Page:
My favorite thing is that rubber thing at the supermarket when you put your items down on the conveyor belt that separates your sh*t from my sh*t. Doesn’t that cut through a lot of the confusion? You keep your rice and beans on that side of the rubber thing and I’ll keep my Stouffers pizza here. And if you sneak your rice and beans over I end up paying for them. The border should just be big rubber things along Arizona and Texas. You know, have illegals bouncing off [it].
But I’d like to preface that by saying I love Latinos. I mean when you see the roles of the people in our military and the ones that have died, there are a lot of Latino names there. And they work really hard. They remind me of what my grandparents were when they moved here at the turn of the century- but that doesn’t mean you can sneak in and get free health care and education on our dime. But there are a lot of Latinos who are for that Arizona immigration law. You just don’t hear too much about them.
4.) Where the average boy 30-40 years ago was tinkering with the engine of his dad’s old Ford, today the average boy is learning about his feelings. Do you think America is getting soft?
Hell yeah. And here is where I get in trouble with the feminists. I think the more feminized and over sensitive the culture gets the softer we become. This “nanny state,” it’s not a “grampy” state. And this over cautious society — and you see snippets of it all the time — where you see guys my age on bike paths wearing helmets. There are no cars around, nothing to hit. What, is a raccoon gonna throw a rock?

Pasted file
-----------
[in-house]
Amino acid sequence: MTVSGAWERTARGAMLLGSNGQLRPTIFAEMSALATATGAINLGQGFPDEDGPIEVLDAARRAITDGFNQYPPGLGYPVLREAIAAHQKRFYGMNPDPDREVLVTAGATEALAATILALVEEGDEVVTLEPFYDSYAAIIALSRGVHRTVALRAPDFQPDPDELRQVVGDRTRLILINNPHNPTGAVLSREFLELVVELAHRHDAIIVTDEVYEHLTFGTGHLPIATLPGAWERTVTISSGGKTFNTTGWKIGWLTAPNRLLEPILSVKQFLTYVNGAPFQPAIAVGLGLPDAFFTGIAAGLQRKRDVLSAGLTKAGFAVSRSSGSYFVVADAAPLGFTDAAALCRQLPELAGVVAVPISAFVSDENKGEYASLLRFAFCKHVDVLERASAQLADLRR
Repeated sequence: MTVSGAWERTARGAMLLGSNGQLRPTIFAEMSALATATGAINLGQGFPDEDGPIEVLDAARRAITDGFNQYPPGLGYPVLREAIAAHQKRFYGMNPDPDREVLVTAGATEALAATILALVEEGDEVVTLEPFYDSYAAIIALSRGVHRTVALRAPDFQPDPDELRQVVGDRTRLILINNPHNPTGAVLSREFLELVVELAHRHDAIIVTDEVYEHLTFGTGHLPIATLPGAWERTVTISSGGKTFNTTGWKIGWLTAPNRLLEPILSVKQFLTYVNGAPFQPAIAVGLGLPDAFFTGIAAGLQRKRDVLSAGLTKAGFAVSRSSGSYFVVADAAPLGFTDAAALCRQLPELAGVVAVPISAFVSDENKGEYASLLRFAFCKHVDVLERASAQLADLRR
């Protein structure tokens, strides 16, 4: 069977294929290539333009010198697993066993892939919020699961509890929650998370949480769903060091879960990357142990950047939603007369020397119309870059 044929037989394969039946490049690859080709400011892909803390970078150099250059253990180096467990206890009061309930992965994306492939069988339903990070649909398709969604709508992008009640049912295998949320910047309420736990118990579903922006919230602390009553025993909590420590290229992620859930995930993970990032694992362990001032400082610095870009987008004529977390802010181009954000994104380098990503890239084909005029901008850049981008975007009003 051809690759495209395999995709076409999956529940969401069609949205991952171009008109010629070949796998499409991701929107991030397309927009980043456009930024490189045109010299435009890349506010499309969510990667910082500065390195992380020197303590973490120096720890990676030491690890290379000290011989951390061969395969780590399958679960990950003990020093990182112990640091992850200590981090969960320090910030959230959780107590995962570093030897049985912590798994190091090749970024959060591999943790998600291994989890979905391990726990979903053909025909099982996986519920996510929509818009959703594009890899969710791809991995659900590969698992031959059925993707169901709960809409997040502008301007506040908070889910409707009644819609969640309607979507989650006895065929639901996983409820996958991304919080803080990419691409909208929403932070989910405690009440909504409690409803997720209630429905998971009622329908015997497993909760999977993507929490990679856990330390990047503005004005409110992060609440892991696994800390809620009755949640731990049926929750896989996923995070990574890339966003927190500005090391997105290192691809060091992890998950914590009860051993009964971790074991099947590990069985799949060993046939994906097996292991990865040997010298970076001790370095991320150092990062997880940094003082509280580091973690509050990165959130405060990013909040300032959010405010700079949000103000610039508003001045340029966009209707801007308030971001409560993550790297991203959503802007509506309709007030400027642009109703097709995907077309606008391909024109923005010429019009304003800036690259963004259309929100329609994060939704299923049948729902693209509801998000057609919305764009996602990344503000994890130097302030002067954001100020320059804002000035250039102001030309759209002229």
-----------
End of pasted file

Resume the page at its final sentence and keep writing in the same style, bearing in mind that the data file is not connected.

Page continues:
I read a bit ago about some kid who hurt himself playing Wii Golf and the parents are trying to sue Nintendo. Wii Golf! I do a bit about how when I was a kid the safest game we got was Slip ‘n Slide, which should have come with a wheel chair and a good lawyer’s phone number. You knew it was a dangerous game just by the picture on the box — a couple waving as their son is medevaced to a spinal cord injury hospital.
And I love women, but that mindset — not taking risks — doesn’t come from guys.
5.) So you think feminism has been bad for society?
I actually get in fights with the women in my family about this. I mean, most women are brighter than I am anyway, including my wife. I’m just saying this soft mindset really doesn’t come from men.
But here’s something that makes them crazy. The whole woman president thing. How can you have a woman president — you know when people talk about Hillary Clinton running — if you’ve never been in a fistfight?
6.) You were living in New York during the 9/11 attacks. Where do you stand on this Ground Zero mosque?
As far as that goes I say, yeah you can build there…That’s fine, but since when is this cultural exchange thing a one-way street? You can build a mosque at Ground Zero if we can build a Hooters in downtown Mecca — thirteen stories high and we can share the PA system at 5:00, “ḥayya alal-falah la hawla and a hot wings special.”
7.) Being from Boston, what do you think of this whole Roger Clemens snafu?
Clemens is the only guy I know who took steroids for years and his balls got bigger. I mean come on. He’s facing 30 years for perjury. A lot of people have done it, and don’t get me wrong, if he did he should go to jail. But you know Congress has been lied to more times than Carmella Soprano.
If he is going to do any jail time though, his cellmate better be Charlie Rangel or Maxine Waters.
8.) Your business is dominated by liberals. Which of your liberal peers irks you the most? Janeane Garofalo? Bill Maher?